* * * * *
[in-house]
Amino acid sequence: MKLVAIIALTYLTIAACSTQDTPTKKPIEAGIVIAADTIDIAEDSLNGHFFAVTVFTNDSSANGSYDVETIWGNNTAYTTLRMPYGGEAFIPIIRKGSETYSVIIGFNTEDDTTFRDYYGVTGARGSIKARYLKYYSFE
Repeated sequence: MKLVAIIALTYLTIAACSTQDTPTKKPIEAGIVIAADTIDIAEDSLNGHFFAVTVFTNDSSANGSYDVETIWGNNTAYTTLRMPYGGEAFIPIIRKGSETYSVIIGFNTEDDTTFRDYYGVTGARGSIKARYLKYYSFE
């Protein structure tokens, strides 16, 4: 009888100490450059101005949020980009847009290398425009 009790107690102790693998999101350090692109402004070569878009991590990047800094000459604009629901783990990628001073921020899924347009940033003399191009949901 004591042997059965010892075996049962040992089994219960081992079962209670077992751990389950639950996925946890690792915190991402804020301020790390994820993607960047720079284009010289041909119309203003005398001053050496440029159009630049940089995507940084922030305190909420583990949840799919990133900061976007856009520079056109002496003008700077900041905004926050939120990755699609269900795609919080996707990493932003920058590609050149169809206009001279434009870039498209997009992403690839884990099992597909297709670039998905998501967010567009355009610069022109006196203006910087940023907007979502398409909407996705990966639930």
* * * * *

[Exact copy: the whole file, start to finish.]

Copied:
[in-house]
Amino acid sequence: MKLVAIIALTYLTIAACSTQDTPTKKPIEAGIVIAADTIDIAEDSLNGHFFAVTVFTNDSSANGSYDVETIWGNNTAYTTLRMPYGGEAFIPIIRKGSETYSVIIGFNTEDDTTFRDYYGVTGARGSIKARYLKYYSFE
Repeated sequence: MKLVAIIALTYLTIAACSTQDTPTKKPIEAGIVIAADTIDIAEDSLNGHFFAVTVFTNDSSANGSYDVETIWGNNTAYTTLRMPYGGEAFIPIIRKGSETYSVIIGFNTEDDTTFRDYYGVTGARGSIKARYLKYYSFE
């Protein structure tokens, strides 16, 4: 009888100490450059101005949020980009847009290398425009 009790107690102790693998999101350090692109402004070569878009991590990047800094000459604009629901783990990628001073921020899924347009940033003399191009949901 004591042997059965010892075996049962040992089994219960081992079962209670077992751990389950639950996925946890690792915190991402804020301020790390994820993607960047720079284009010289041909119309203003005398001053050496440029159009630049940089995507940084922030305190909420583990949840799919990133900061976007856009520079056109002496003008700077900041905004926050939120990755699609269900795609919080996707990493932003920058590609050149169809206009001279434009870039498209997009992403690839884990099992597909297709670039998905998501967010567009355009610069022109006196203006910087940023907007979502398409909407996705990966639930």